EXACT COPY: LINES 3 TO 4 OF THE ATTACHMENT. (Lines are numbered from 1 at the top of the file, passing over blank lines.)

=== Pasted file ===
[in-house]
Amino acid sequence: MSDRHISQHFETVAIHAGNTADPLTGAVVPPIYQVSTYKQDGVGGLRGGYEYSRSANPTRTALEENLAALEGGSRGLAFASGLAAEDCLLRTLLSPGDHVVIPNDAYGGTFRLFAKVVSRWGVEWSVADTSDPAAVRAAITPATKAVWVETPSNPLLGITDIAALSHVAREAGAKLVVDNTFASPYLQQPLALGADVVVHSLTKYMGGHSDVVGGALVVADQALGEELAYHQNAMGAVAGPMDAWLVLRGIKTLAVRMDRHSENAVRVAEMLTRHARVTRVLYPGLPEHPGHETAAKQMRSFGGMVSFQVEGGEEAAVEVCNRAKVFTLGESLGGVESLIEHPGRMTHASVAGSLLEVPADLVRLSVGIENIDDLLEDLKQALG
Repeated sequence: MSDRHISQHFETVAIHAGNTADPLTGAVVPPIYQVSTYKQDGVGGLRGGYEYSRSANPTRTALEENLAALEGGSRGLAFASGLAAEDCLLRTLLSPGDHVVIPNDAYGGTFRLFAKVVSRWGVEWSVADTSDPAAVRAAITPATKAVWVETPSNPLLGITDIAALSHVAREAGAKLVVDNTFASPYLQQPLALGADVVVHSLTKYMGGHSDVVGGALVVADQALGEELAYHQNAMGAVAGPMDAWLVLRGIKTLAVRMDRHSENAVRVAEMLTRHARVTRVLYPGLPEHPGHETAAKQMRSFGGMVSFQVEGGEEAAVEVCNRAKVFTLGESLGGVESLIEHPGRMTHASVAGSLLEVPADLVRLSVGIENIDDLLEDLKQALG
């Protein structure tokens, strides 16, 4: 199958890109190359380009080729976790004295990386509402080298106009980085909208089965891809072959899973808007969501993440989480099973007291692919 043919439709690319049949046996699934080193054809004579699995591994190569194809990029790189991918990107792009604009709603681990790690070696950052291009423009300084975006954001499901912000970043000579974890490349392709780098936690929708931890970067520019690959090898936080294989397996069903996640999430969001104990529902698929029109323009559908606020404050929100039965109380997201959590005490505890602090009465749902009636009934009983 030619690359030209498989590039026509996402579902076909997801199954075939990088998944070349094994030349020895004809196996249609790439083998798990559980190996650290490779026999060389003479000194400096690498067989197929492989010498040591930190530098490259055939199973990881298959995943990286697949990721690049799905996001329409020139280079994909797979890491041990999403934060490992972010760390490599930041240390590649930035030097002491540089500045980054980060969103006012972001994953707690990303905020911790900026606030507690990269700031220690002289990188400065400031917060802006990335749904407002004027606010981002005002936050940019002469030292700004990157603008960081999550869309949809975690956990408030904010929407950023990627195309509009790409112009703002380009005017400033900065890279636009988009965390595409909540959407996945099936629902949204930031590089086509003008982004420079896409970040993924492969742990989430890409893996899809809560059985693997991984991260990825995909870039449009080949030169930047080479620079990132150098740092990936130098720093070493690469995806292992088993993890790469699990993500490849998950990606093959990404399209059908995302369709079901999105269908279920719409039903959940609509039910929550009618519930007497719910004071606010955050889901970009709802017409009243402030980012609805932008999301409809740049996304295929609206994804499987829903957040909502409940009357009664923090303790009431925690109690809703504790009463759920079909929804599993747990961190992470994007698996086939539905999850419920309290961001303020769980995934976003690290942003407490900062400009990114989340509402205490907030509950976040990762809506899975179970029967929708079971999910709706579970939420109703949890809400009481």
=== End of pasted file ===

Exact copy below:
Repeated sequence: MSDRHISQHFETVAIHAGNTADPLTGAVVPPIYQVSTYKQDGVGGLRGGYEYSRSANPTRTALEENLAALEGGSRGLAFASGLAAEDCLLRTLLSPGDHVVIPNDAYGGTFRLFAKVVSRWGVEWSVADTSDPAAVRAAITPATKAVWVETPSNPLLGITDIAALSHVAREAGAKLVVDNTFASPYLQQPLALGADVVVHSLTKYMGGHSDVVGGALVVADQALGEELAYHQNAMGAVAGPMDAWLVLRGIKTLAVRMDRHSENAVRVAEMLTRHARVTRVLYPGLPEHPGHETAAKQMRSFGGMVSFQVEGGEEAAVEVCNRAKVFTLGESLGGVESLIEHPGRMTHASVAGSLLEVPADLVRLSVGIENIDDLLEDLKQALG
């Protein structure tokens, strides 16, 4: 199958890109190359380009080729976790004295990386509402080298106009980085909208089965891809072959899973808007969501993440989480099973007291692919 043919439709690319049949046996699934080193054809004579699995591994190569194809990029790189991918990107792009604009709603681990790690070696950052291009423009300084975006954001499901912000970043000579974890490349392709780098936690929708931890970067520019690959090898936080294989397996069903996640999430969001104990529902698929029109323009559908606020404050929100039965109380997201959590005490505890602090009465749902009636009934009983 030619690359030209498989590039026509996402579902076909997801199954075939990088998944070349094994030349020895004809196996249609790439083998798990559980190996650290490779026999060389003479000194400096690498067989197929492989010498040591930190530098490259055939199973990881298959995943990286697949990721690049799905996001329409020139280079994909797979890491041990999403934060490992972010760390490599930041240390590649930035030097002491540089500045980054980060969103006012972001994953707690990303905020911790900026606030507690990269700031220690002289990188400065400031917060802006990335749904407002004027606010981002005002936050940019002469030292700004990157603008960081999550869309949809975690956990408030904010929407950023990627195309509009790409112009703002380009005017400033900065890279636009988009965390595409909540959407996945099936629902949204930031590089086509003008982004420079896409970040993924492969742990989430890409893996899809809560059985693997991984991260990825995909870039449009080949030169930047080479620079990132150098740092990936130098720093070493690469995806292992088993993890790469699990993500490849998950990606093959990404399209059908995302369709079901999105269908279920719409039903959940609509039910929550009618519930007497719910004071606010955050889901970009709802017409009243402030980012609805932008999301409809740049996304295929609206994804499987829903957040909502409940009357009664923090303790009431925690109690809703504790009463759920079909929804599993747990961190992470994007698996086939539905999850419920309290961001303020769980995934976003690290942003407490900062400009990114989340509402205490907030509950976040990762809506899975179970029967929708079971999910709706579970939420109703949890809400009481």